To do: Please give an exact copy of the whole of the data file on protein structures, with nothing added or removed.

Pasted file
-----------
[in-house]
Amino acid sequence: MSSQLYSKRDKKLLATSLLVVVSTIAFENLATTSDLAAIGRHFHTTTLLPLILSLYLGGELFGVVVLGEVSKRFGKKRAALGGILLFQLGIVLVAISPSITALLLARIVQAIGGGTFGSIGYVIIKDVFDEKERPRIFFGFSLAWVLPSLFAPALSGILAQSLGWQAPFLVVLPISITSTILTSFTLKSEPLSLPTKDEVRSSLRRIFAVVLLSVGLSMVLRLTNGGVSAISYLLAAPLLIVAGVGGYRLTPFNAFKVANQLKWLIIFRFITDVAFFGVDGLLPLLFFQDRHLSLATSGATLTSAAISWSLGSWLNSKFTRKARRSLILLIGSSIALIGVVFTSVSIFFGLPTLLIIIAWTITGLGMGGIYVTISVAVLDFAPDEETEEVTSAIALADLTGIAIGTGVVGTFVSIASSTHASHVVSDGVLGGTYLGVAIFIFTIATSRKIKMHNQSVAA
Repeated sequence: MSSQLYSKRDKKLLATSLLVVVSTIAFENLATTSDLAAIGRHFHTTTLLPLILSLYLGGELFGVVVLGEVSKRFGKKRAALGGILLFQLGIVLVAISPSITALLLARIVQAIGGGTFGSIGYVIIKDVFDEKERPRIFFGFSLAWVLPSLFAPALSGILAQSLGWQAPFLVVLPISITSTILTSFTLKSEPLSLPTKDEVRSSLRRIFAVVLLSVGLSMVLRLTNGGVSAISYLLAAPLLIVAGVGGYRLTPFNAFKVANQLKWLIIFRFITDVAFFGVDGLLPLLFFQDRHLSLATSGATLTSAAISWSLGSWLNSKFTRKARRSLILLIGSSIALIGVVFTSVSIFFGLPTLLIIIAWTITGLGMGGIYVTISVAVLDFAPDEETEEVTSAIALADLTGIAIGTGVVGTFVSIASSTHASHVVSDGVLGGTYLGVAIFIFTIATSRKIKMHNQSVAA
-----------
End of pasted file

[in-house]
Amino acid sequence: MSSQLYSKRDKKLLATSLLVVVSTIAFENLATTSDLAAIGRHFHTTTLLPLILSLYLGGELFGVVVLGEVSKRFGKKRAALGGILLFQLGIVLVAISPSITALLLARIVQAIGGGTFGSIGYVIIKDVFDEKERPRIFFGFSLAWVLPSLFAPALSGILAQSLGWQAPFLVVLPISITSTILTSFTLKSEPLSLPTKDEVRSSLRRIFAVVLLSVGLSMVLRLTNGGVSAISYLLAAPLLIVAGVGGYRLTPFNAFKVANQLKWLIIFRFITDVAFFGVDGLLPLLFFQDRHLSLATSGATLTSAAISWSLGSWLNSKFTRKARRSLILLIGSSIALIGVVFTSVSIFFGLPTLLIIIAWTITGLGMGGIYVTISVAVLDFAPDEETEEVTSAIALADLTGIAIGTGVVGTFVSIASSTHASHVVSDGVLGGTYLGVAIFIFTIATSRKIKMHNQSVAA
Repeated sequence: MSSQLYSKRDKKLLATSLLVVVSTIAFENLATTSDLAAIGRHFHTTTLLPLILSLYLGGELFGVVVLGEVSKRFGKKRAALGGILLFQLGIVLVAISPSITALLLARIVQAIGGGTFGSIGYVIIKDVFDEKERPRIFFGFSLAWVLPSLFAPALSGILAQSLGWQAPFLVVLPISITSTILTSFTLKSEPLSLPTKDEVRSSLRRIFAVVLLSVGLSMVLRLTNGGVSAISYLLAAPLLIVAGVGGYRLTPFNAFKVANQLKWLIIFRFITDVAFFGVDGLLPLLFFQDRHLSLATSGATLTSAAISWSLGSWLNSKFTRKARRSLILLIGSSIALIGVVFTSVSIFFGLPTLLIIIAWTITGLGMGGIYVTISVAVLDFAPDEETEEVTSAIALADLTGIAIGTGVVGTFVSIASSTHASHVVSDGVLGGTYLGVAIFIFTIATSRKIKMHNQSVAA